Celebrating self-expression as a basic human right essential for the

healthy growth of youth, individuals and communities


Stephen H. Baird, Founder and Executive Director

PO Box 300112, Jamaica Plain, MA 02130-0030

Tele: 617-522-3407 TTY/MA RELAY 800-439-2370



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The History and Cultural Impact

of Street Performing in America

by Stephen Baird




2017 Attempt to impose inaudible at 20 feet rule on Michigan Ave. by Chicago City Council:
2009-2012 Arrest and legal actions of Chris Drew for selling art on streets of Chicago

Chicago, IL: SP., L, SUB. Best areas are Michigan Ave. days, Rush St. evenings and entrance of Lincoln Park Zoo on weekends. If there is a problem contact: ACLU of Illinois, 180 N. Michigan Ave., Suite 2300, Chicago, IL 60601-1287. Tel: 312-201-9740. http://www.aclu-il.orgChicago, Illinois, USA permit Street Performer Required to perform in a public area. Obtain permit from City Hall.  No amplified music is allowed. Fee: $75 (Saw it listed as $100 on city web site 8/09) Municipal Code Reference: 4-268 See Chicago web site.  http://www.cityofchicago.org
NOTE: Alderman Burton Natarus (Ward 42) has continued to unconstitutionally restrict Chicago street artists. (article links below). New ordinance passed in February 2006
Chicago bans street artists from its main street -- Dictatorships are silent democracies are noisy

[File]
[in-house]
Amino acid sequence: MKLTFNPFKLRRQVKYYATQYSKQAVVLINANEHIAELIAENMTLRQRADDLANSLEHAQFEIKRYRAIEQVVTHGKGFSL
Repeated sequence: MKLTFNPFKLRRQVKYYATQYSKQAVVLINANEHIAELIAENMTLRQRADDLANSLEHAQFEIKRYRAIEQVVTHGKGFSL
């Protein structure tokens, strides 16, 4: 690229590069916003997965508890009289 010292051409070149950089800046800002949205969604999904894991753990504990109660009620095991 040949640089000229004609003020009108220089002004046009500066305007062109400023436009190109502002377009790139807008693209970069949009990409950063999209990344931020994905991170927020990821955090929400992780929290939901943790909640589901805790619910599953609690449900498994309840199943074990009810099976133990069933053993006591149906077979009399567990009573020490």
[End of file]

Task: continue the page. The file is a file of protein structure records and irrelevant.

"The responsibility of those who exercise power in a democratic government is not to reflect inflamed public feeling, but to help form its understanding" Felix Frankfurter 1958

Alderman Burton Natarus and Chicago City Council should ban all politicians from Michigan Avenue to lower the volume in Chicago, but it is so mush easier to pick on the poor and powerless street artists.

Barking dogs are one of the most frequent complaints made to police departments. Natarus should ban all dogs from Michigan Avenue. Dogs have more First Amendment rights in Chicago Ward 42 then people.

Noise complaints are often the central issue. Air planes 100-130 db, trains 80-110 db, trucks and buses 70-120 db, building air conditioners and exhaust fans 70-100 db and numerous other sources of city noise are 2-20 times greater than any street performer. Even water fountains and rain storms can measure over 90 db. Street performers often can not be measured because they are below the background noise levels. People most often complain about some one else's volume level and never their own contribution to the collective noise level of a complex society.

Only the rich and powerful can get a quiet residence in a big city.... Not the poor and powerless who live next to an airport, mass transit line or six-lane highway. Will Alderman Burton Natarus and Chicago City Council ban recess at all public schools because a few rich residents will be disturbed by the noise of children playing outside?